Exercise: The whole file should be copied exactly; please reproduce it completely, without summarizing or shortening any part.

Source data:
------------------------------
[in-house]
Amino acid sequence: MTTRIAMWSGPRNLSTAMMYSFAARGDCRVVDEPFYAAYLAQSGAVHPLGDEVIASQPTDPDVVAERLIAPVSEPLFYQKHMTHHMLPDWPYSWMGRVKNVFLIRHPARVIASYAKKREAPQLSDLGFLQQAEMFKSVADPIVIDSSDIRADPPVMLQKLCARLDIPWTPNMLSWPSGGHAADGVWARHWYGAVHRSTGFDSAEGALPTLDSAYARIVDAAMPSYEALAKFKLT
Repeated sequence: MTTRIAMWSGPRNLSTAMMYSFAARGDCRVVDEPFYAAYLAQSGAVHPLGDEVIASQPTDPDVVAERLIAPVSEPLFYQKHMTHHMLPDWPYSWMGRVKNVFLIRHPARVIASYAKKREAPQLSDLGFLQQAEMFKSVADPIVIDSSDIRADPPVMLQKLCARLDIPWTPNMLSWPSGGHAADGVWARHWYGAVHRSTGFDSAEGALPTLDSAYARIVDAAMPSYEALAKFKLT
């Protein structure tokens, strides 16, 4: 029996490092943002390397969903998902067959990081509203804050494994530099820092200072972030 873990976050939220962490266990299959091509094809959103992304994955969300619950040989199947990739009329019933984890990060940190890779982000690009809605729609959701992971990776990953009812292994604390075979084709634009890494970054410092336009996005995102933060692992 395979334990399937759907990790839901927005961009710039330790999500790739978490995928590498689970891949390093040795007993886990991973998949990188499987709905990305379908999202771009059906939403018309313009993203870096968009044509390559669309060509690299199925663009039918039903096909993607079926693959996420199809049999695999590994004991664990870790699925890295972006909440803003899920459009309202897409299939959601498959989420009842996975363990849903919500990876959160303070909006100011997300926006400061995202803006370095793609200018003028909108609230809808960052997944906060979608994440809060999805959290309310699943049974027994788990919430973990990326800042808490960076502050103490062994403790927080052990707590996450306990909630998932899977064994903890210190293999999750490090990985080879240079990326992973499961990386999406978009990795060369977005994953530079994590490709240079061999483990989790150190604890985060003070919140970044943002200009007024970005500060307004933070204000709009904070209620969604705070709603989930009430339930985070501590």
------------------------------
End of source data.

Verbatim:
[in-house]
Amino acid sequence: MTTRIAMWSGPRNLSTAMMYSFAARGDCRVVDEPFYAAYLAQSGAVHPLGDEVIASQPTDPDVVAERLIAPVSEPLFYQKHMTHHMLPDWPYSWMGRVKNVFLIRHPARVIASYAKKREAPQLSDLGFLQQAEMFKSVADPIVIDSSDIRADPPVMLQKLCARLDIPWTPNMLSWPSGGHAADGVWARHWYGAVHRSTGFDSAEGALPTLDSAYARIVDAAMPSYEALAKFKLT
Repeated sequence: MTTRIAMWSGPRNLSTAMMYSFAARGDCRVVDEPFYAAYLAQSGAVHPLGDEVIASQPTDPDVVAERLIAPVSEPLFYQKHMTHHMLPDWPYSWMGRVKNVFLIRHPARVIASYAKKREAPQLSDLGFLQQAEMFKSVADPIVIDSSDIRADPPVMLQKLCARLDIPWTPNMLSWPSGGHAADGVWARHWYGAVHRSTGFDSAEGALPTLDSAYARIVDAAMPSYEALAKFKLT
């Protein structure tokens, strides 16, 4: 029996490092943002390397969903998902067959990081509203804050494994530099820092200072972030 873990976050939220962490266990299959091509094809959103992304994955969300619950040989199947990739009329019933984890990060940190890779982000690009809605729609959701992971990776990953009812292994604390075979084709634009890494970054410092336009996005995102933060692992 395979334990399937759907990790839901927005961009710039330790999500790739978490995928590498689970891949390093040795007993886990991973998949990188499987709905990305379908999202771009059906939403018309313009993203870096968009044509390559669309060509690299199925663009039918039903096909993607079926693959996420199809049999695999590994004991664990870790699925890295972006909440803003899920459009309202897409299939959601498959989420009842996975363990849903919500990876959160303070909006100011997300926006400061995202803006370095793609200018003028909108609230809808960052997944906060979608994440809060999805959290309310699943049974027994788990919430973990990326800042808490960076502050103490062994403790927080052990707590996450306990909630998932899977064994903890210190293999999750490090990985080879240079990326992973499961990386999406978009990795060369977005994953530079994590490709240079061999483990989790150190604890985060003070919140970044943002200009007024970005500060307004933070204000709009904070209620969604705070709603989930009430339930985070501590």